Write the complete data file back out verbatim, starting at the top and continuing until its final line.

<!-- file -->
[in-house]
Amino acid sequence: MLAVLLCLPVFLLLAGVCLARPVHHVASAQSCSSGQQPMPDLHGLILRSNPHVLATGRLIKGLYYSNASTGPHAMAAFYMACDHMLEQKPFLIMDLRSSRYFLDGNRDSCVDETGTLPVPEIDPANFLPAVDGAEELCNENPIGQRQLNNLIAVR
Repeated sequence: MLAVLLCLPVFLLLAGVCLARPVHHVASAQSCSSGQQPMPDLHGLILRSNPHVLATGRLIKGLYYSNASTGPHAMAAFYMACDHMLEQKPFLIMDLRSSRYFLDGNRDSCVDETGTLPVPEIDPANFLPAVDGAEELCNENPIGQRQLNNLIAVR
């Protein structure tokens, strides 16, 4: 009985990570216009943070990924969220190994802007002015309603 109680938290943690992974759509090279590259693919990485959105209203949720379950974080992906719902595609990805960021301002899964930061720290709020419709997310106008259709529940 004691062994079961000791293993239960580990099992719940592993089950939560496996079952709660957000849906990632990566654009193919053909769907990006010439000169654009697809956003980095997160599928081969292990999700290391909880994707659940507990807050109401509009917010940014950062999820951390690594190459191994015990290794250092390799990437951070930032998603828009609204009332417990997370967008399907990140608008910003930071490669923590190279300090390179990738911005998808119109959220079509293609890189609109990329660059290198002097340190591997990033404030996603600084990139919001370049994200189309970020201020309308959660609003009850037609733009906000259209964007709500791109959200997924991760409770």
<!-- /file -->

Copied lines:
[in-house]
Amino acid sequence: MLAVLLCLPVFLLLAGVCLARPVHHVASAQSCSSGQQPMPDLHGLILRSNPHVLATGRLIKGLYYSNASTGPHAMAAFYMACDHMLEQKPFLIMDLRSSRYFLDGNRDSCVDETGTLPVPEIDPANFLPAVDGAEELCNENPIGQRQLNNLIAVR
Repeated sequence: MLAVLLCLPVFLLLAGVCLARPVHHVASAQSCSSGQQPMPDLHGLILRSNPHVLATGRLIKGLYYSNASTGPHAMAAFYMACDHMLEQKPFLIMDLRSSRYFLDGNRDSCVDETGTLPVPEIDPANFLPAVDGAEELCNENPIGQRQLNNLIAVR
């Protein structure tokens, strides 16, 4: 009985990570216009943070990924969220190994802007002015309603 109680938290943690992974759509090279590259693919990485959105209203949720379950974080992906719902595609990805960021301002899964930061720290709020419709997310106008259709529940 004691062994079961000791293993239960580990099992719940592993089950939560496996079952709660957000849906990632990566654009193919053909769907990006010439000169654009697809956003980095997160599928081969292990999700290391909880994707659940507990807050109401509009917010940014950062999820951390690594190459191994015990290794250092390799990437951070930032998603828009609204009332417990997370967008399907990140608008910003930071490669923590190279300090390179990738911005998808119109959220079509293609890189609109990329660059290198002097340190591997990033404030996603600084990139919001370049994200189309970020201020309308959660609003009850037609733009906000259209964007709500791109959200997924991760409770």